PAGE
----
When you come from a musical gene pool like that of the Van Dijk dynasty, there must be some satisfaction for Matthijs van Dijk in being considered one of the country’s most exciting contemporary composers/arrangers/performers, says SHIRLEY DE KOCK GUELLER:

Matthijs van Dijk at Spier: Interview

But Matthijs van Dijk doesn’t take anything for granted. With his Night Light Collective, Van Dijk is performing in the inaugural Jazz & Classical Encounters Festival taking place at the Spier Wine Farm on 23 November 2019, and delighted to be there.

“The festival is a fantastic idea,” he says. “While there are quite a few prominent local jazz festivals around, there really aren’t a lot that focus specifically on contemporary art music. With crossover elements in modern ‘classical’  music, much of the art music being written today will sit very comfortably next to modern jazz, and it’s a great way to grow the audiences for both.”

The ground-breaking festival also includes the Kyle Shepherd Trio, Mandla Mlangeni’s Tune Recreation Committee, Jan-Hendrik Harley’s Ensemble Je ne Comprends Pas and  trumpeter/vocalist Mandisi Dyantyis.

The Night Light Collective’s programme for Spier is an eclectic mix of original works by each of the group, woven together and bookended by an arrangement Matthijs van Dijk did of the song “Down To The River To Pray”.

It will blend jazz, free improvisation and contemporary art music elements, on traditionally classical instruments, such as the violin, double bass and piano, traditional southern African instruments, including the nyunga nyunga and umrhube bow, and electric guitar. It’ll include pieces such as Reza Khota’s “Lost Is A Place”, Brydon Bolton’s  “Radiant Beauty”, Cara Stacey’s  visual-score “Luhlata njengetjani” and van Dijk’s “How To Sit Underwater”.

Immersed in music

Van Dijk was immersed in music from the day he was born – his maternal grandmother was a singer; his mother was soprano Suzi van Dijk, and his father the composer/conductor Peter van Dijk (his “About Nothing” tone poem is being performed by the Cape Town Philharmonic Orchestra in November).  Then his older brother violist Xandi is a member of Germany’s award-winning Signum Quartet and recently conducted at the Stellenbosch International Chamber Music Festival.

“As a budding composer,” van Dijk says, “I was extremely fortunate to grow up with an ‘in-house’ composer, my dad. Besides being able to take him works in progress for regular informal composition lessons, he also introduced me to new/influential works at a much  earlier age than many would have experienced. He definitely helped shape my curiosity for seeking out new music and ideas, while imprinting a bit of stylistic similarities in our music but also indirectly forcing me to develop my own musical language.

“The Night Light Collective (formerly The ShhArt Ensemble) was formed in 2014 when violist Sarah Evans and I were asked if we had anything we wanted to perform at a concert series at Kalk Bay Books. As I’d been trying to get my 7th String Quartet performed for a while, we used the opportunity to ask close friends Nicola du Toit and Galina Juritz to join us. A little later on, we were joined by Cara Stacey as a core member, and from there it very quickly became a fluid collective, changing its instrumentation depending on the project. All the music was written by members or close collaborators. What makes this special is that we are friends just spending time together, exchanging ideas. The conversation is incredibly rewarding, difficult sometimes though to find people to play our  music, but it’s  safe space to experiment with ideas in between commissions for other people.”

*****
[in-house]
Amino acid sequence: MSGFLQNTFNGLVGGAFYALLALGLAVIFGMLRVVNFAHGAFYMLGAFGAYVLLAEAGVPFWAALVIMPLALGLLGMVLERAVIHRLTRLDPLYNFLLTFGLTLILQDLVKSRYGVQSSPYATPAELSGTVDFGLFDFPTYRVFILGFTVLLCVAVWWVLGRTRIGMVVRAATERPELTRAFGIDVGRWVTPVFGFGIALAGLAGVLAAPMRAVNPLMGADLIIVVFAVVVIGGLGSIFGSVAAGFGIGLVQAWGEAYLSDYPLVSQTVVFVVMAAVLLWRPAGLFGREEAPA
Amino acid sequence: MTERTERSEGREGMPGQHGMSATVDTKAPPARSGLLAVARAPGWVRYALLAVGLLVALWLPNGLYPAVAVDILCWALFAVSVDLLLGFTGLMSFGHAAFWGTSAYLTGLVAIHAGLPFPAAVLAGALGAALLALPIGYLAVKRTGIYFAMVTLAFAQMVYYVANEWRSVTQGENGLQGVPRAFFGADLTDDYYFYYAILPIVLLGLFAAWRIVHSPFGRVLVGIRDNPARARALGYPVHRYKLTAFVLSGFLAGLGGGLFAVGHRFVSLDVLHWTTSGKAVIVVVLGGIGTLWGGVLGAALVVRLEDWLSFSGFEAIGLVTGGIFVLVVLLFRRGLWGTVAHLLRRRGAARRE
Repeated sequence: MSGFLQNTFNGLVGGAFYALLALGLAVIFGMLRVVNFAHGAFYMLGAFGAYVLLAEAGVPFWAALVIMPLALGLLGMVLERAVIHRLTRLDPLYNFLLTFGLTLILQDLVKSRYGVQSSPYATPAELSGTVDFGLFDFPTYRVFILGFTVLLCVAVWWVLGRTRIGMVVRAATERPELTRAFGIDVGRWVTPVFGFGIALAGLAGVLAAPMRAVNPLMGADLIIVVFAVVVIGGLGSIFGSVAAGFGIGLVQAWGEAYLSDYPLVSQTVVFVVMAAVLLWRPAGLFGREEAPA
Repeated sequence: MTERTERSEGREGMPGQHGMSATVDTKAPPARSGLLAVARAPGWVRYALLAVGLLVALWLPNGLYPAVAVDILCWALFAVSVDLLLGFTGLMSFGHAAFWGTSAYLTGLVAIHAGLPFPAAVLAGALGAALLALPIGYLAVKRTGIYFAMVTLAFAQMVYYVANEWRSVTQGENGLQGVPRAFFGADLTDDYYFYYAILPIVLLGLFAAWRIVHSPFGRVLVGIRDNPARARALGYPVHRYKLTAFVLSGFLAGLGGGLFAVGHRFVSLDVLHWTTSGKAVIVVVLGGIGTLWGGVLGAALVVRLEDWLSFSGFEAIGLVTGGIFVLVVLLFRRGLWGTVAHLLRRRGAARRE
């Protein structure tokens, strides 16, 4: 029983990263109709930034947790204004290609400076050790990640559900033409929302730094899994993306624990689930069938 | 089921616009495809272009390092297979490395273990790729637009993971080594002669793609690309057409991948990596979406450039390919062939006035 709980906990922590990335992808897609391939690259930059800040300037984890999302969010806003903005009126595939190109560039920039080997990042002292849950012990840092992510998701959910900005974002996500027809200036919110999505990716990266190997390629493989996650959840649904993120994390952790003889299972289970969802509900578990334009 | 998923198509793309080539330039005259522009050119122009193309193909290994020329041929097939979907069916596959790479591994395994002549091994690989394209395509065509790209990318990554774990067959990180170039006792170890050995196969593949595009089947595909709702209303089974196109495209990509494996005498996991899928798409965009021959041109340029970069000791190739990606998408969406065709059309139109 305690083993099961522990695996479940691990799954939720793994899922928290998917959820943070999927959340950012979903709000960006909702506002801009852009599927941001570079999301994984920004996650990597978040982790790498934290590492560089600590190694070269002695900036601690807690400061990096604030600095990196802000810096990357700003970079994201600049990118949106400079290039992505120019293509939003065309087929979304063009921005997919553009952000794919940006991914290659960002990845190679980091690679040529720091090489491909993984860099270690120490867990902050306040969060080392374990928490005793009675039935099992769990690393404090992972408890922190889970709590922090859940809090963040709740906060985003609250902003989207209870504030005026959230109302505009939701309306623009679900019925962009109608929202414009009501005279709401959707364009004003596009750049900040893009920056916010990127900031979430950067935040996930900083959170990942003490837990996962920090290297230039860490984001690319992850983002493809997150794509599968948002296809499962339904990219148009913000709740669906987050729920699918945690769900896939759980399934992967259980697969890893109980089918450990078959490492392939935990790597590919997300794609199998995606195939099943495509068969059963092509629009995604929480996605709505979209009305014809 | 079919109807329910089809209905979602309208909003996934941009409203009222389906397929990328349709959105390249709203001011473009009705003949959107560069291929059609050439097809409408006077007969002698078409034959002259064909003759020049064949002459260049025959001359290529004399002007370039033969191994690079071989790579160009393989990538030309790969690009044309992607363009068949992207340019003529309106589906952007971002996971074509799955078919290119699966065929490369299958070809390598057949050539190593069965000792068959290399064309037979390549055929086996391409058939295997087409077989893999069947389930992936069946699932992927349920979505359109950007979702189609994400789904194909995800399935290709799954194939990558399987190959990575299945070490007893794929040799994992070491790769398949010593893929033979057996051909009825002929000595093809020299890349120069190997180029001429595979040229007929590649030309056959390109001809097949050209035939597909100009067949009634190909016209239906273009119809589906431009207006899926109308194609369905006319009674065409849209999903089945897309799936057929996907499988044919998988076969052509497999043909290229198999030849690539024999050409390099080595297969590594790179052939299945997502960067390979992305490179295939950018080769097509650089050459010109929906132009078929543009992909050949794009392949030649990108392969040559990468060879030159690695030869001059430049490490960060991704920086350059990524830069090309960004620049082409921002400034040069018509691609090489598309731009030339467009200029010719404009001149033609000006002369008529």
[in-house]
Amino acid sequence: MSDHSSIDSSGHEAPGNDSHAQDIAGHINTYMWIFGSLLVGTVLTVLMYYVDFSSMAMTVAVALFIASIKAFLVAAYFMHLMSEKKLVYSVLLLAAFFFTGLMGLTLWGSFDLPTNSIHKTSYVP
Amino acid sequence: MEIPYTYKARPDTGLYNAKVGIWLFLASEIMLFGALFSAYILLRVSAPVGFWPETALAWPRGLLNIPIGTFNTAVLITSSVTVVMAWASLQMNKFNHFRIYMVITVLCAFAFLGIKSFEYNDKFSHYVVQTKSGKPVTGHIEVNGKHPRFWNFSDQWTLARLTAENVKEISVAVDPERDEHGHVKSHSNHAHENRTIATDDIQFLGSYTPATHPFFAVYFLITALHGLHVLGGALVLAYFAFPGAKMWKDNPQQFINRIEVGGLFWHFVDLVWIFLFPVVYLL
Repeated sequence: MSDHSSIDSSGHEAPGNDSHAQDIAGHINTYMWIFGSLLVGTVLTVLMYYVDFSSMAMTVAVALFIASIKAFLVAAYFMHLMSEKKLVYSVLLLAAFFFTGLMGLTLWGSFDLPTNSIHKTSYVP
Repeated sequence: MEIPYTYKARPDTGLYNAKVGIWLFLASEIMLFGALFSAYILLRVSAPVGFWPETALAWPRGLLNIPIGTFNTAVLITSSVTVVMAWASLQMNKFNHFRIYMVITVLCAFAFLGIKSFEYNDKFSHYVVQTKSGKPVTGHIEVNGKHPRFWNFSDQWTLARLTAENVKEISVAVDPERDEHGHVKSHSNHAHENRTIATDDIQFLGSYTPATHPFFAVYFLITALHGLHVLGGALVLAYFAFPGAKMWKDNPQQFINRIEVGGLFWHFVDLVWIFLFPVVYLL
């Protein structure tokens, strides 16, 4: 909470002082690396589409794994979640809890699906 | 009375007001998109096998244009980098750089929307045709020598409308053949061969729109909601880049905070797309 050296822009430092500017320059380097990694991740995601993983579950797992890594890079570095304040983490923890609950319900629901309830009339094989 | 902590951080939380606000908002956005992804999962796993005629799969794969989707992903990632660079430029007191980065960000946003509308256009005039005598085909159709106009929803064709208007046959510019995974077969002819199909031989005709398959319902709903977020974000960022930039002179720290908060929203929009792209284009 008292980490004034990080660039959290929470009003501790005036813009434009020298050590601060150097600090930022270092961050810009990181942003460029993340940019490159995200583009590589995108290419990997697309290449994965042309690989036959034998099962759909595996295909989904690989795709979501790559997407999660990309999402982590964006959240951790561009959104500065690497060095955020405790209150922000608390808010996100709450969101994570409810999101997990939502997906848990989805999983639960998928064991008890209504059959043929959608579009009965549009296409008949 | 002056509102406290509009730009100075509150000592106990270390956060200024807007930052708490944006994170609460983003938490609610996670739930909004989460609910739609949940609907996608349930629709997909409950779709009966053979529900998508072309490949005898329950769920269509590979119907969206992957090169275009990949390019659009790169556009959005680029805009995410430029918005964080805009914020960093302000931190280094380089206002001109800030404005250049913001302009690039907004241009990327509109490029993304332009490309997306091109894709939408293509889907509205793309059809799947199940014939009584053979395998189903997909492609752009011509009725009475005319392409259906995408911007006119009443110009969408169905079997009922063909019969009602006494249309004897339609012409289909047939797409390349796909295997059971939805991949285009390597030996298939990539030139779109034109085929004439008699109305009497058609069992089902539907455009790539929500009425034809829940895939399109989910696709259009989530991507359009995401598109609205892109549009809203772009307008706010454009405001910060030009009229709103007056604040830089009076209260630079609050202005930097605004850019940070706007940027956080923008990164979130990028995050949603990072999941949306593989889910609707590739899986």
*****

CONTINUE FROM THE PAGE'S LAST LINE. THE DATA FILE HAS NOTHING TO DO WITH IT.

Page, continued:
Matthijs van Dijk at Spier: Interview

Good sign for contemporary music!

Van Dijk Matthijs started composing when he was nine and has written several works for orchestra and smaller chamber ensembles. He has won a number of prizes including the Priaulx Rainer Prize for composition while studying at the SA College of Music at UCT in 2003 and the SAMRO Overseas Scholarship for Composition in 2006. He has orchestrated sound tracks for several award-winning international films, the annual South African Horrorfest, and composed for all manner of ensembles from the New York-based duo Clockwise with South Africans Marc Uys (violin) and Jacqueline Kerrod (harp); a duo saxophone concerto for Shannon Mowday and Doug Masek, a viola sextet for the International Viola Congress in Stellenbosch and a Viola Sonata which was for the International Viola Congress in New York.

Today Van Dijk says that the time he spends composing outweighs the time he spends performing so hearing him in the Night Light Collective playing one is own pieces is a bonus that shouldn’t be missed!

He’s also about to start work on a chamber work with musician/story teller Zanele Ndlovu, which will be premiered in February as part of a concert to launch Denis Goldberg’s “House Of Hope” project.

A very popular composer and arranger of choice for music promoters, Matthijs van Dijk is a sign that good contemporary music is going to be here with us for a long time!

The schedule (doors open at 1pm):

  • 2 to 3pm – Kyle Shepherd Trio
  • 3.15 to 4.15pm – The Night Light Collective with Matthijs van Dijk
  • 4.45 to 5.45 – Mandla Mlangeni’s Tune Recreation Committee
  • 6 to 7pm – Jan-Hendrik Harley Ensemble Je ne Comprends Pas
  • 7.45 to 8.45pm – Mandisi Dyantyis

What: South African Jazz & Classical Encounters Festival @Spier
Where, when: Spier, Stellenbosch, 23 November 2019
Tickets: R380 Quicket, Early bird R40 discount runs until 18 September 2019